$5,500 Cab Ride? Volcanic Ash Strands Thousands at Airport, Even Grounds Jet Set

Even the jet set is grounded as European airports wait for dangerous ash spewed from an Iceland volcano to subside.

Ordinary travelers by and large are being forced to sit and wait at shut-down airports, but one celebrity paid $5,500 for a 15-hour cab ride, another was forced onto a boat and others may not be able to make it to huge U.S. gigs.

Monty Python comedian John Cleese spent roughly $5,500 on a taxi ride from Oslo to Brussels after getting stranded by the volcano. The 930-mile trip was expected to take him more than 15 hours. Cleese hired three drivers who apparently were taking turns at the wheel, according to Norwegian media reports.

"We checked every option, but there were no boats and no train tickets available," Cleese told Norwegian TV2. "That's when my fabulous assistant determined the easiest thing would be to take a taxi."

VIDEO: Iceland Volcano Shuts Down U.K. Airports
Volcano in Iceland Shuts Down Airports

Singer Whitney Houston took to the seas to make it to Dublin for the next stop in her world tour. The singer and her entourage ended up on a 3 hour, 15 minute car ferry across the Irish Sea from Holyhead, Wales to Dublin.

Halfway around the world, other music fans were not so lucky. Several bands scheduled to play at California's Coachella Music and Arts Festival this weekend had to back out because of canceled flights.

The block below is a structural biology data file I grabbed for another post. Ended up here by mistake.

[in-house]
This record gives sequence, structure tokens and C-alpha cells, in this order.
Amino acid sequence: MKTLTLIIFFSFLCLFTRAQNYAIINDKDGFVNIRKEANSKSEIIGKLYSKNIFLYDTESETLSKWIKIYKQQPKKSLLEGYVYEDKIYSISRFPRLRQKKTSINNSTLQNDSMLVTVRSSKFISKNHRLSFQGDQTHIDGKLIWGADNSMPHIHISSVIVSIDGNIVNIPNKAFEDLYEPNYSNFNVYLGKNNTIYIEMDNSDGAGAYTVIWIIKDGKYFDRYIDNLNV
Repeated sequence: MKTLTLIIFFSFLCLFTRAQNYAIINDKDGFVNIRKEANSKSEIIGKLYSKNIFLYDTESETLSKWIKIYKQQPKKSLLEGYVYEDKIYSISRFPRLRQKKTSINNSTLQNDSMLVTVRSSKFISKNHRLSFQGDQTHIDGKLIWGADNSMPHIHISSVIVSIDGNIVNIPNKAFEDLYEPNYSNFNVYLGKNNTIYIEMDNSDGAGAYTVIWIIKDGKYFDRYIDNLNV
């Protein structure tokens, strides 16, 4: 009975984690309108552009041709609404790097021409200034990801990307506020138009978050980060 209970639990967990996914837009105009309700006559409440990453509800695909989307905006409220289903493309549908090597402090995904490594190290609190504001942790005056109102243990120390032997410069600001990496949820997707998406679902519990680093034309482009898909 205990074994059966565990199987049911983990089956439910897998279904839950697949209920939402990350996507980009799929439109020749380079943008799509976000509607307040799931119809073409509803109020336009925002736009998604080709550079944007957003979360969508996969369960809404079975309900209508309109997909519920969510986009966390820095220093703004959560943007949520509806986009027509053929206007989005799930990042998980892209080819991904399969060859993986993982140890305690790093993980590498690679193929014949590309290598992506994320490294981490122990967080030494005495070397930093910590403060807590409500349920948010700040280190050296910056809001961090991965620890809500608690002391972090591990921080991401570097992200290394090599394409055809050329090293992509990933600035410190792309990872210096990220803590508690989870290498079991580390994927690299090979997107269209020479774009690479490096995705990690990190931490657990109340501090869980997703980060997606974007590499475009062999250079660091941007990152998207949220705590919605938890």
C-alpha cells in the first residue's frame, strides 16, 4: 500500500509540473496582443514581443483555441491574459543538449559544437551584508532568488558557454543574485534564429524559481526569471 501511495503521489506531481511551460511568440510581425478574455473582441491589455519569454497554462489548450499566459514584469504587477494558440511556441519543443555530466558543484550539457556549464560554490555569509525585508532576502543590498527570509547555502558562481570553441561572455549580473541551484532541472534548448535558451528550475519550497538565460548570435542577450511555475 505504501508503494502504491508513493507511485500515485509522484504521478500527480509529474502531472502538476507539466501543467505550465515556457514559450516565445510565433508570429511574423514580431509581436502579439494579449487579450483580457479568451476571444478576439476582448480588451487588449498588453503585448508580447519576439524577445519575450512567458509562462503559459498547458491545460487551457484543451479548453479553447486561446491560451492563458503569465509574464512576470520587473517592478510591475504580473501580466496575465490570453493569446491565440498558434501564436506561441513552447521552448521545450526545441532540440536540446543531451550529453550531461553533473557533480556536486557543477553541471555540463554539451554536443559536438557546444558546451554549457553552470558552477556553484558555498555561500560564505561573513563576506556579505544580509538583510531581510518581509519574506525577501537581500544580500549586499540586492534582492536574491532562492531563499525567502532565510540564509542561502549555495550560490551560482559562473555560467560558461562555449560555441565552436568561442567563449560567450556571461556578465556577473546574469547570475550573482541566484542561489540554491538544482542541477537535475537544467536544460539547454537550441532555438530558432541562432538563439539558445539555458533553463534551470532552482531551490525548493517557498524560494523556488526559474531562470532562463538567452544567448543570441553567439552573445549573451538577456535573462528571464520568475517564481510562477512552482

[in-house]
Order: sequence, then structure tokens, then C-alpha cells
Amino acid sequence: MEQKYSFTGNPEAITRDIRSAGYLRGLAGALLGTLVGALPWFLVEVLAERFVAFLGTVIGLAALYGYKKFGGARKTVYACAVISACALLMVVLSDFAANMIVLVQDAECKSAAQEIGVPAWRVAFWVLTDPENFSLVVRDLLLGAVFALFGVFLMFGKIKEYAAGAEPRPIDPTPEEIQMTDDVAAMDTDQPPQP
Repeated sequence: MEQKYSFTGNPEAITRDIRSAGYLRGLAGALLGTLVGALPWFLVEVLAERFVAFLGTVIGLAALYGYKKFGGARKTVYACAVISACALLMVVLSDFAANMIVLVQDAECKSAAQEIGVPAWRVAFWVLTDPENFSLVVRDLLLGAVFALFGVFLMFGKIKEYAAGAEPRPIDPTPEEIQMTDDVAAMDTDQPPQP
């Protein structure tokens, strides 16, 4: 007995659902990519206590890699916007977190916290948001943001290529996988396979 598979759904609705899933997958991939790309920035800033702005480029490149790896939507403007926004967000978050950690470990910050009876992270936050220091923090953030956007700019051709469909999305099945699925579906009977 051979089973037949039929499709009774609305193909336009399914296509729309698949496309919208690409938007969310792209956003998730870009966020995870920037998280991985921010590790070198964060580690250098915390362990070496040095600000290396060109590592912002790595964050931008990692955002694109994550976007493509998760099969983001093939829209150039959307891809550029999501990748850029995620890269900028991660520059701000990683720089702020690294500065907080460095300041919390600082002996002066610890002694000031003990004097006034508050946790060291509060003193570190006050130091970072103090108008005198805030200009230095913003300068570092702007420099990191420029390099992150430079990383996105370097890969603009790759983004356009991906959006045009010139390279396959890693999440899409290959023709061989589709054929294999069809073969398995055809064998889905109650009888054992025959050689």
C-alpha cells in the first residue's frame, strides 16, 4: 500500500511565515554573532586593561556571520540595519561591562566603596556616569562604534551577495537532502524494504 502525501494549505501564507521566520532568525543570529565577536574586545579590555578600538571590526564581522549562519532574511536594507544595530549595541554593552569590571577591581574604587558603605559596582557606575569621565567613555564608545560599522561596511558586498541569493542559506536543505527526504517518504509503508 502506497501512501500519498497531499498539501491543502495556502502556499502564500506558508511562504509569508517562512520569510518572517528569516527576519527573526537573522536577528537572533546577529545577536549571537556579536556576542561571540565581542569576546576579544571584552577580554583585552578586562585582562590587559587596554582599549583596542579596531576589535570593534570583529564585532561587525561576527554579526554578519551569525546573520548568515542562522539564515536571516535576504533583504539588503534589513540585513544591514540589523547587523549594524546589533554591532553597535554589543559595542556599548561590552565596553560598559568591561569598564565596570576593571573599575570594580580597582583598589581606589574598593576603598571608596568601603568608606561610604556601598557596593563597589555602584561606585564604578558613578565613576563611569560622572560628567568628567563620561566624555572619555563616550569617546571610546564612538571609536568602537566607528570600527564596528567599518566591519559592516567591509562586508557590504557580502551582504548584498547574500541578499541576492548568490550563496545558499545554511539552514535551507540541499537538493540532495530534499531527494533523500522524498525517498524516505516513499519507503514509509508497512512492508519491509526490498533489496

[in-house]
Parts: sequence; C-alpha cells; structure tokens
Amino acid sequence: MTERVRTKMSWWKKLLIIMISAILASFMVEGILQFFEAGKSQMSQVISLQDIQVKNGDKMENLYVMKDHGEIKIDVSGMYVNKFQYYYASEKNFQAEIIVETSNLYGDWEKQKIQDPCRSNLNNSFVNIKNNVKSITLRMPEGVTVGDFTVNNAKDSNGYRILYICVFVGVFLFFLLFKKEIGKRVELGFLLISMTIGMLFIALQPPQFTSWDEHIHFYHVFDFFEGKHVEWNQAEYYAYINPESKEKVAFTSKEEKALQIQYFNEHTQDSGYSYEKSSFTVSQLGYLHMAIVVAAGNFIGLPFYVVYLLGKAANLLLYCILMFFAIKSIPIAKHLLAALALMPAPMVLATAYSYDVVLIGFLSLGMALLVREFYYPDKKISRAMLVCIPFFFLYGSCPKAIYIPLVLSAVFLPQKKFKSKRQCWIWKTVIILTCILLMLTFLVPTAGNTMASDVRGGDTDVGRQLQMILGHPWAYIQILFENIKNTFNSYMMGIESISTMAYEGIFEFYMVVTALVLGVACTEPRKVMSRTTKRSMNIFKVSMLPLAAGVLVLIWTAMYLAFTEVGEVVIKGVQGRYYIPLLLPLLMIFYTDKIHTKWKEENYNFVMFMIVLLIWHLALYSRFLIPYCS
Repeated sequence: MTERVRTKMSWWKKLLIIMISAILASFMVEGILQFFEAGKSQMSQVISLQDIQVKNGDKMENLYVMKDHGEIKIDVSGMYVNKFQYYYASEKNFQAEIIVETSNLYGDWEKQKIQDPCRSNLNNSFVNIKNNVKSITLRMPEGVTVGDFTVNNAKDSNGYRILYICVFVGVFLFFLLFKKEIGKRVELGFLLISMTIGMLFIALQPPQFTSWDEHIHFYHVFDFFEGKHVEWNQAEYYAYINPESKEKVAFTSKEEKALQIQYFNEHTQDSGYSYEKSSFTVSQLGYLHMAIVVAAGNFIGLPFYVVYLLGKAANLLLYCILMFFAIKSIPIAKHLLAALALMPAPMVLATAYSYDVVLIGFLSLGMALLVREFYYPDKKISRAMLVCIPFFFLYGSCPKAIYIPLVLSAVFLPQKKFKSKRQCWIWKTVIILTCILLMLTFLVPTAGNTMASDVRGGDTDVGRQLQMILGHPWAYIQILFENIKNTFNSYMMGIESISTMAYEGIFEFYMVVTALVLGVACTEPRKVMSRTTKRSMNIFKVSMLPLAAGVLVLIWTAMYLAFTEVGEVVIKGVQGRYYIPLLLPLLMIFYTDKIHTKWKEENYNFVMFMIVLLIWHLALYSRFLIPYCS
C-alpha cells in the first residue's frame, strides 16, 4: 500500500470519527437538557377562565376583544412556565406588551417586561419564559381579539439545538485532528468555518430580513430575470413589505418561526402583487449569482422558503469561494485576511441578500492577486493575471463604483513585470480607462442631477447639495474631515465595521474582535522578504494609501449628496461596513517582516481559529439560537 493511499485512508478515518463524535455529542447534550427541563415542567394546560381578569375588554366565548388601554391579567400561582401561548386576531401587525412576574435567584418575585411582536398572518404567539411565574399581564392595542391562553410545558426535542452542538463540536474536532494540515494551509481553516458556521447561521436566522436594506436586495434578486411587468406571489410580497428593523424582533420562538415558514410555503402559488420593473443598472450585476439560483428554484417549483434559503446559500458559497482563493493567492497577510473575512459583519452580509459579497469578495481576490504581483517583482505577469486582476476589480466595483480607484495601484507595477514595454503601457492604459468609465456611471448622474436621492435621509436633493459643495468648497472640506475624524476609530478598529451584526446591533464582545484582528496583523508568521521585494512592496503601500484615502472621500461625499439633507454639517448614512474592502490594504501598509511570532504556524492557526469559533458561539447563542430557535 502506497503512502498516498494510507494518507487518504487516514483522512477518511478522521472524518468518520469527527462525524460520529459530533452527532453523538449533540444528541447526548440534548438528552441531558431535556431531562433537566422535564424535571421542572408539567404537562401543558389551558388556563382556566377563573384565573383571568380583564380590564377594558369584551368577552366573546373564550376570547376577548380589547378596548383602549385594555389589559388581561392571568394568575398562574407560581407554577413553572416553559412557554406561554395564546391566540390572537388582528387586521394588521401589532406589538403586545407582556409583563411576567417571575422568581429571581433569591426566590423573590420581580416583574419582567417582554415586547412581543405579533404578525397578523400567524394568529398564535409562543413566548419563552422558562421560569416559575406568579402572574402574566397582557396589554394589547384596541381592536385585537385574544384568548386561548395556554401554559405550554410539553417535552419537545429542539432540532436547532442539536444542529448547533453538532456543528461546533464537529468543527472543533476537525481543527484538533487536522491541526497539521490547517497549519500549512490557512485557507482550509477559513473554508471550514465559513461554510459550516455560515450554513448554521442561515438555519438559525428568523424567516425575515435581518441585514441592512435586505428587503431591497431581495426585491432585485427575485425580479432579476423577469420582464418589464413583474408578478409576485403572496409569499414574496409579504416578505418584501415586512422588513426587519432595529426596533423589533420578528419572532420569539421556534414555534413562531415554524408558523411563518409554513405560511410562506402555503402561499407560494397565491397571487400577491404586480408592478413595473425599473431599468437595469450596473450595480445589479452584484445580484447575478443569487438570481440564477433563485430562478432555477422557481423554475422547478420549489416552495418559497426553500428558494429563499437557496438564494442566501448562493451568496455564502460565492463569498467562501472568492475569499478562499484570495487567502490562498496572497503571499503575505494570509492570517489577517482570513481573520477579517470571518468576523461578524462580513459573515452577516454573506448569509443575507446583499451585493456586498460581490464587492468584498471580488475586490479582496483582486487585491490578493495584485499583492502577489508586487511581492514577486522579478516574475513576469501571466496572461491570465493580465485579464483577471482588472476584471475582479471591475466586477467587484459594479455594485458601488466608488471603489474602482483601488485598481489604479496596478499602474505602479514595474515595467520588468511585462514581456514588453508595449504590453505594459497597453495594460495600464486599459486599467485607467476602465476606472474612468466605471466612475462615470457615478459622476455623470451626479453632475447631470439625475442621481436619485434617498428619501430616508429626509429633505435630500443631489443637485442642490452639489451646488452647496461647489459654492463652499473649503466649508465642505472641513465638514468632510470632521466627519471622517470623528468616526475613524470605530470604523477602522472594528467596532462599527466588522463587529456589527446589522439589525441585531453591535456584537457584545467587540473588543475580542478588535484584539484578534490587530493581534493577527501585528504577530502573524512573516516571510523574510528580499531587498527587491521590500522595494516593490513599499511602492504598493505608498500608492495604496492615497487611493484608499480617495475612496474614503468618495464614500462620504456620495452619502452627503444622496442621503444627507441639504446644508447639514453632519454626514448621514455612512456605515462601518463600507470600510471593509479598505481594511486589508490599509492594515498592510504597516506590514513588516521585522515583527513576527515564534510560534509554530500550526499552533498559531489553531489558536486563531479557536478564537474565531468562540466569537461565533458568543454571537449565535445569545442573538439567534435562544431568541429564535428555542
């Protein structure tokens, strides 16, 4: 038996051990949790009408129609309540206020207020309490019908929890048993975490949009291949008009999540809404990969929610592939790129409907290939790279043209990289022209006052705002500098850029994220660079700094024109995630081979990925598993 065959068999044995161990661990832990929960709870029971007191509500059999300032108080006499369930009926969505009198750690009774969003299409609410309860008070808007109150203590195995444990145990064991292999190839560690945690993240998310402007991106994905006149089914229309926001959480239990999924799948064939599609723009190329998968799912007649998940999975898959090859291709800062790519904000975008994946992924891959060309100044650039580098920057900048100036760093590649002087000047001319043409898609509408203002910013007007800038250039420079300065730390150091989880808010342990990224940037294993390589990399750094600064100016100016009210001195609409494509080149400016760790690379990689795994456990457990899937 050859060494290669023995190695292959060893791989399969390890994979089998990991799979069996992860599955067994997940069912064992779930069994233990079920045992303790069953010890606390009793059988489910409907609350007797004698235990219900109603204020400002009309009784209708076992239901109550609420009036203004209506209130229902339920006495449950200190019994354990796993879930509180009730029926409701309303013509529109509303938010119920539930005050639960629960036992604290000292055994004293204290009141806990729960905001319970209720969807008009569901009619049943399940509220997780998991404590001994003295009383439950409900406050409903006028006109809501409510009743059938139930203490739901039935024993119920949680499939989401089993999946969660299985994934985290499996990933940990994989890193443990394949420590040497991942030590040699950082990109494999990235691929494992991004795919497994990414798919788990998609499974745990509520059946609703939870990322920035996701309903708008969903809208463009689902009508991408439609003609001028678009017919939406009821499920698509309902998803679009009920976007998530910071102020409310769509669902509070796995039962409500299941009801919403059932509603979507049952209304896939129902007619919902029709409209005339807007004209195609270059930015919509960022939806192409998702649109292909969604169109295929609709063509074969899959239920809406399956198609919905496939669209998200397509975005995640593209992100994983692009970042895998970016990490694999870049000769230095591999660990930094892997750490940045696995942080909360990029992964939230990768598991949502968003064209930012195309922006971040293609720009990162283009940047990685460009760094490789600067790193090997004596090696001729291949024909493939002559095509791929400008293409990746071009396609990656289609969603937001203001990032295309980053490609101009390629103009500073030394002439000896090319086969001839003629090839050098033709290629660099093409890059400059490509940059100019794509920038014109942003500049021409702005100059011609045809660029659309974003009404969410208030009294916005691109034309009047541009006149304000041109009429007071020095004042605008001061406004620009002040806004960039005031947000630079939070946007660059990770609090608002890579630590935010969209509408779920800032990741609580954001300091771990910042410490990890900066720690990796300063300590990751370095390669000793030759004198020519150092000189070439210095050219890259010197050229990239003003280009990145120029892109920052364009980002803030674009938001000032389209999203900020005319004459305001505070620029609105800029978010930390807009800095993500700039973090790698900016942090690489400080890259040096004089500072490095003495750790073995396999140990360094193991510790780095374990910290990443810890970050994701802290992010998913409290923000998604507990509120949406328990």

The Cribs, Los Campesinos!, Gary Numan and Bad Lieutenant were among the acts that have struggled to make it to the California venue.

From Turkey, to Russia to even parts of Asia, travelers are stuck with no relief in sight. Passengers frantically are trying any method possible to get home, to a business meeting or just to start their vacation.

Most of them have not met success and are left stranded in random cities, some being forced to spend the night on emergency airport cots in places from London to Paris to major U.S. air hubs to Europe.

"We're right in the middle of crisis central," said Heather Dolstra of Democracy Travel in Washington, D.C. Dolstra and other agents have been feverishly working to get their customers to their destinations any way possible.

"It's just as bad, in many ways, as anything we saw on 9/11," she said. "All of the rerouting is impossible."

The airports in Europe are some of the world's busiest connection points. A passenger going from Africa or India to the United States, for instance, is likely to change planes in London, Paris, Frankfurt or Amsterdam. All of those hubs, and numerous smaller airports, have been closed thanks to volcanic ash in the skies above that can cause airplane engines to lose power and fail.

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The volcano hasn't stopped everybody from doing their jobs though.

Norway's prime minister, Jens Stoltenberg, was photographed in a British Airways lounge at New York's JFK Airport using the latest Apple product. The headline in the New York tabloids summed it up this way: "He governs via iPad."

Stoltenberg finally made it to Munich on a plane Thursday night and then took a train home.

In Boston, organizers of the city's marathon, scheduled for Monday, extended the traditional Sunday night check-in deadline and may even allow day-of-race check-in because many runners are stranded overseas.

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